Friday, 13 July 2018

Persolaise Review: Les Eaux De Chanel - Paris-Biarritz, Paris-Deauville & Paris-Venise from Chanel (Olivier Polge; 2018)

It seems fitting that a rare (perhaps only?) example of a Chanel release inspired directly by the idea of travel is, in itself, a journey through some of the brand’s most memorable olfactory endeavours. According to the press notes, Paris-Venise, Paris-Biarritz and Paris-Deauville were brought to life as an attempt to reinstate the links between France’s capital and three locations that were important to Gabrielle Chanel’s life. So perhaps it’s not surprising that the way perfumer Olivier Polge appears to have decided to tackle the project is by going on a trip through the house’s scented heritage.

All three fragrances sit on the lighter, cologne-like side of the scent spectrum: I presume this was a requirement placed on Polge from the word go. However, within that framework he has performed a hat-trick of intriguing ‘update’ jobs, as though attempting to re-offer some of the brand’s more established wares to a younger audience (as he was tasked to do with No. 5 L’Eau). Take Paris-Venise, for instance. With its cloistered, eyelid-lowering suffusion of vanilla and dark woods, it instantly calls to mind Coco - still the brand’s most iconic oriental - and, by extension, Coco Noir, which was specifically designed to evoke the land of the Doges. But as it relies on relatively weighty materials to assert its identity, it doesn’t pull off the ‘fresh and breezy’ vibe as convincingly as the other two do. That said, in the catalogue of ‘twilight scents’, it’s a curious entry, and precisely because it possesses greater heft, it also displays this collection’s most substantial drydown.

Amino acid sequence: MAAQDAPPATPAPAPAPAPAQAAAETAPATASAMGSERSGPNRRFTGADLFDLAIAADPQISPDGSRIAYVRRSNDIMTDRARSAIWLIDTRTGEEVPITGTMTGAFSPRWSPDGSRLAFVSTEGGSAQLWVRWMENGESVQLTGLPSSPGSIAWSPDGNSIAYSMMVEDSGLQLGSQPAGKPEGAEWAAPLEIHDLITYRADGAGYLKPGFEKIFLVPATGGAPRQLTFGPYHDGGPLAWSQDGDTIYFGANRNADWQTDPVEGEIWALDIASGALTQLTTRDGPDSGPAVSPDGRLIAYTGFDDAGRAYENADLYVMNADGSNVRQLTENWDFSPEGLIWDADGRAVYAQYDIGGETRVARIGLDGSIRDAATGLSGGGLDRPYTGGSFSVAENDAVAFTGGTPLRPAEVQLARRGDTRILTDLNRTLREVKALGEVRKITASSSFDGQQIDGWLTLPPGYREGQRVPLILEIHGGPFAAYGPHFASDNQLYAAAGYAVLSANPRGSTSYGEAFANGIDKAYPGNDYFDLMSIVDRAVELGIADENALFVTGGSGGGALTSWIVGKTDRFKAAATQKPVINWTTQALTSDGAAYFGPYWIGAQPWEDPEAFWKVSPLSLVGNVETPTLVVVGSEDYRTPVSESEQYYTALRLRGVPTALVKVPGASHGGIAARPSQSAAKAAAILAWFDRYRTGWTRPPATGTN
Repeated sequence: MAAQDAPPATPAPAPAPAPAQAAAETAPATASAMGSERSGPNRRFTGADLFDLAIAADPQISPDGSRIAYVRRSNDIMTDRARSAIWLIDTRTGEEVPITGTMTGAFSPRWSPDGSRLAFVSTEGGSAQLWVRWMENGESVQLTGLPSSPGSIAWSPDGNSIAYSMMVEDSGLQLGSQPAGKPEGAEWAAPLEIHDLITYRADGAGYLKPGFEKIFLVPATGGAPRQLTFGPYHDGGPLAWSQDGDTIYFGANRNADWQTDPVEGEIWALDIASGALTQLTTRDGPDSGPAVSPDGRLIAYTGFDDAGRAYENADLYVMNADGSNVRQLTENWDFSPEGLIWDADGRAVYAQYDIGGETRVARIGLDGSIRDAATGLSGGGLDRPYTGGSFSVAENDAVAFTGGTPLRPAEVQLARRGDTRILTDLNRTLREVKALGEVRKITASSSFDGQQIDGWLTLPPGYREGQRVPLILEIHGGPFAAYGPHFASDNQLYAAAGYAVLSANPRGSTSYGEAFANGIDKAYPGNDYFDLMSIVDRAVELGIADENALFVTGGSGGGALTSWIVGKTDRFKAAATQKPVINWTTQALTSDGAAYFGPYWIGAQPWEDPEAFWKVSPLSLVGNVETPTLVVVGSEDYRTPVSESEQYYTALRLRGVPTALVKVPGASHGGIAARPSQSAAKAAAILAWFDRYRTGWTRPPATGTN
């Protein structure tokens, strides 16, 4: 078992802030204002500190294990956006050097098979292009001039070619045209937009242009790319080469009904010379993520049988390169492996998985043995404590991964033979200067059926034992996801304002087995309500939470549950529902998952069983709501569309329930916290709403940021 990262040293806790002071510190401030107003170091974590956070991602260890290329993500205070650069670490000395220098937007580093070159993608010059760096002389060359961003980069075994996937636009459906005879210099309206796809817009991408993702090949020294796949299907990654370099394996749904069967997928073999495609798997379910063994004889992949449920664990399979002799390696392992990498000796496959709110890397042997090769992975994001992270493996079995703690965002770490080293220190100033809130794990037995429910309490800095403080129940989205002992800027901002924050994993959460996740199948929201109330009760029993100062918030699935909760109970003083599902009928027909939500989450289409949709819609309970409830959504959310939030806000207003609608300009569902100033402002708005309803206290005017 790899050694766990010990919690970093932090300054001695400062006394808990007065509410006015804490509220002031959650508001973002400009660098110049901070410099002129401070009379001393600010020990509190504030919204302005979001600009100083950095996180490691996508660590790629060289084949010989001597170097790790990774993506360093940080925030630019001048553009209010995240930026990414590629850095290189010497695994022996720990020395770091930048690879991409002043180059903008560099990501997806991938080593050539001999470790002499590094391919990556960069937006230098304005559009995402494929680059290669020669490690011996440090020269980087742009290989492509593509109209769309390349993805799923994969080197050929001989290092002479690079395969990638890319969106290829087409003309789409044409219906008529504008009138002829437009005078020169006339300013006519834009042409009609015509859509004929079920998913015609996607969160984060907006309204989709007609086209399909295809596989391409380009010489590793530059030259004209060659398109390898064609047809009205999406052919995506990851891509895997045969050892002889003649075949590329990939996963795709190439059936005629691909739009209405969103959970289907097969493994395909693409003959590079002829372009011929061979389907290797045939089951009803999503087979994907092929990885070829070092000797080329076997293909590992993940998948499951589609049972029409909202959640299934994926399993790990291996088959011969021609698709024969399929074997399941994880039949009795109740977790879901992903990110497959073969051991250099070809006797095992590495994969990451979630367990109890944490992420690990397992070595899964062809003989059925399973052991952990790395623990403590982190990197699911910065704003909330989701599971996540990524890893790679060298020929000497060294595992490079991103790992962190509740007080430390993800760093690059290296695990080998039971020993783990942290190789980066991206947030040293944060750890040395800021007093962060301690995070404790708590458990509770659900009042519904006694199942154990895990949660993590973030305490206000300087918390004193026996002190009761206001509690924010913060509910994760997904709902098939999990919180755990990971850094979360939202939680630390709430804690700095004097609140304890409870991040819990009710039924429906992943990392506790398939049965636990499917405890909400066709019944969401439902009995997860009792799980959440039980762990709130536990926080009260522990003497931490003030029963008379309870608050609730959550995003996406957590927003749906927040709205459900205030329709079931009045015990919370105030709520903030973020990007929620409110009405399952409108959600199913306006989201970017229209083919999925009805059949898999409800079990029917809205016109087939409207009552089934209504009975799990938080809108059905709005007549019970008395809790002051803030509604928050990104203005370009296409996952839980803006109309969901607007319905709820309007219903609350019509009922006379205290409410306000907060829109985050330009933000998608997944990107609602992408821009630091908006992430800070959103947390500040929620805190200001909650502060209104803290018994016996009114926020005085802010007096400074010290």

Paris-Deauville is the threesome’s predictable member, employing the bracing attributes of orange, petitgrain and basil to offer a textbook reading of lightness, an even less demanding iteration of Chance. Still, it performs very well, avoiding crudeness almost right to the very end. Like many a Normandy weekender, it makes up for a lack of originality with easy elegance. The best of the three is Paris-Biarritz even though it features... pause to make sure I really do want to type this... a marine note. Yes indeed, the rightly-maligned bête noire of perfumery finds credible expression in Olivier Polge’s impressionistic portrait of the Atlantic coast. This is mainly because he’s couched it in many other layers, from a softly-hued grapefruit opening, through to lily of the valley, green facets and iris, all of which, of course, recall Cristalle (and, to some extent, 1932). The whole is a small-scale triumph of unostentatious perfume landscaping, hovering just on the right side of ‘non-detectable’, filling the air with a subtle suggestion not only of sea spray, but also of an endless ocean, just beyond the edge of the cliff. Enjoyable work.

[Reviews based on samples of eau de toilette provided by Chanel in 2018.]



  1. Accidentally I've tried the three scents the same day when your review was posted so I have them fresh in my memory. I agree with you that Paris-Venise has the least cologne feeling. It reminded me straight away of a Chanel Chance flanker. Paris-Biarritz and Paris-Deauville were both more appropriate as colognes whereby I prefered the slightly bitter freshness of Paris-Deauville. The price is not so bad but I wasn't able to test the sillage properly.
    Apropos Deauville, I think Patricia de Nicolai had to change the name of her perfume Weekend a Deauville because the mayor of the city disapproved of using the name for a perfume. I wonder how come that Chanel was allowed to use the name...

    1. Oooh, I didn't know that Nicolai story, although I remember I enjoyed the scent.

      Yes, Venise is an odd creature, isn't it? Trying to have its cake and eat it too...?


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